Thermal transpiration

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Diagram showing pressure difference induced by a temperature difference.

Thermal transpiration (or thermal diffusion) refers to the thermal force on a gas due to a temperature difference. Thermal transpiration causes a flow of gas in the absence of any pressure difference, and is able to maintain a certain pressure difference called thermomolecular pressure difference in a steady state. The effect is strongest when the mean free path of the gas molecules is comparable to the dimensions of the gas container.

Thermal transpiration appears as an important correction in the readings of vapor pressure thermometers,[1][2] and the effect is historically famous as being an explanation for the rotation of the Crookes radiometer.[3][4]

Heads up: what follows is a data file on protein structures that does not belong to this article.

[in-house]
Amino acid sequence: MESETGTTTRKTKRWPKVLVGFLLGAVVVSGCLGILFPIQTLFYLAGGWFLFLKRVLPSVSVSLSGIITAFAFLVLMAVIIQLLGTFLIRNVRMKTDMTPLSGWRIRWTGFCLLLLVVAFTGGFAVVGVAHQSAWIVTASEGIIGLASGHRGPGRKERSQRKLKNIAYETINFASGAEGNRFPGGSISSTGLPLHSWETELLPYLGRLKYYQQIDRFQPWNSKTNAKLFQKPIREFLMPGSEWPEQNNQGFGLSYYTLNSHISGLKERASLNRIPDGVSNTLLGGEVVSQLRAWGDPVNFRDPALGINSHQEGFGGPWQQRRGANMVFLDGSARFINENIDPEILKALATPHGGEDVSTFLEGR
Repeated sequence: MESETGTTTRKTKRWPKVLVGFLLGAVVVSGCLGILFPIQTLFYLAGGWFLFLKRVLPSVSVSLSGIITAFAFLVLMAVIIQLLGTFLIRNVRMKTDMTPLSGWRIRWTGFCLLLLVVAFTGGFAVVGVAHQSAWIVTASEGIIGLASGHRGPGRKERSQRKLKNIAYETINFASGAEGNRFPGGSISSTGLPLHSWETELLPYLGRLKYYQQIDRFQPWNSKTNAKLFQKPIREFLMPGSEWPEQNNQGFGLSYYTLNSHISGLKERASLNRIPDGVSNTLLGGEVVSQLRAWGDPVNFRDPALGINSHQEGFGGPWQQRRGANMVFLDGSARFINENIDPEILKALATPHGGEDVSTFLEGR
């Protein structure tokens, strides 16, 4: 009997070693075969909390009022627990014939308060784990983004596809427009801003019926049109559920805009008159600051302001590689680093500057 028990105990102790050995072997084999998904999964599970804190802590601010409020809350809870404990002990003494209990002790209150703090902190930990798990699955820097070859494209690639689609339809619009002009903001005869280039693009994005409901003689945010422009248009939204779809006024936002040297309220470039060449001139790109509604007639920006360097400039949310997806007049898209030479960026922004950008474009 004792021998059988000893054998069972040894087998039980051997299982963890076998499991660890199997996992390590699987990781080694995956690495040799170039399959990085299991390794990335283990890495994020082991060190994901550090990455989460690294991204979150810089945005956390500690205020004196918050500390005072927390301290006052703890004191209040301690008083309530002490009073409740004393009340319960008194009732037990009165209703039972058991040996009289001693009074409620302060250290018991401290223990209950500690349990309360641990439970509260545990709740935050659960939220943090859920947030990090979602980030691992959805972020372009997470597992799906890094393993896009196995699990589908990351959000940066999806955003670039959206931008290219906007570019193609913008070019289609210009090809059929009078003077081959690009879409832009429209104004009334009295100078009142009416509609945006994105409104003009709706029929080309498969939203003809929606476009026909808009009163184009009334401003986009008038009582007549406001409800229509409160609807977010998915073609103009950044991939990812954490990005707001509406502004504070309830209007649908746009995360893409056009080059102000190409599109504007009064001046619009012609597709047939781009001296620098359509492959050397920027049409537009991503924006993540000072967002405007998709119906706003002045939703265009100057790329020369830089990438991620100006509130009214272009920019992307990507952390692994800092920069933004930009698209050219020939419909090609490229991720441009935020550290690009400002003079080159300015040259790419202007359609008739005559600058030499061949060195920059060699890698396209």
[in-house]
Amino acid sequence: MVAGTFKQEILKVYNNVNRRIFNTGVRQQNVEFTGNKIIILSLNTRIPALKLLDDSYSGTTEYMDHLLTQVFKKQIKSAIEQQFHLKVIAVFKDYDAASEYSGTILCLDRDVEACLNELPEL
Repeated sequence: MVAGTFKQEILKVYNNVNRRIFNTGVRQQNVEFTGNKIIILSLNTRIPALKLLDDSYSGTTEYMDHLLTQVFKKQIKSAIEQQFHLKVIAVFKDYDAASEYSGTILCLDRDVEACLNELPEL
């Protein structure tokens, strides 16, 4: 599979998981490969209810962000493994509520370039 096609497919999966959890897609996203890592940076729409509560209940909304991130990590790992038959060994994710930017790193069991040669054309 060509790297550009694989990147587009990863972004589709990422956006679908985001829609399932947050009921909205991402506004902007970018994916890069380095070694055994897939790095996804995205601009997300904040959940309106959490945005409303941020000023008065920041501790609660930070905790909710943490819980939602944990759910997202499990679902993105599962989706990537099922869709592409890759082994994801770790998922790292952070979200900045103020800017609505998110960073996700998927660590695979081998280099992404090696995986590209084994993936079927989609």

See also[edit]

  • Knudsen pump — a gas pump with no moving parts which functions via thermal transpiration.
  • Thermophoresis (Soret effect) — diffusion of colloidal particles in a liquid, induced by a temperature gradient.

References[edit]

  1. ^ Watkins, R. A. (1967). "Thermomolecular Pressure Difference Measurements for Precision Helium−3 and Helium−4 Vapor-Pressure Thermometry". The Journal of Chemical Physics. 46 (3): 1007. Bibcode:1967JChPh..46.1007W. doi:10.1063/1.1840762.
  2. ^ Pobell, F. (2007). Matter and Methods at Low Temperatures (3rd ed.). Springer. ISBN 978-3-540-46356-6.
  3. ^ "On certain dimensional properties of matter in the gaseous state" Osborne Reynolds, Royal Society Phil. Trans., Part 2, (1879)
  4. ^ "On stresses in rarefied gases arising from inequalities of temperature" James Clerk Maxwell, Royal Society Phil. Trans. (1879)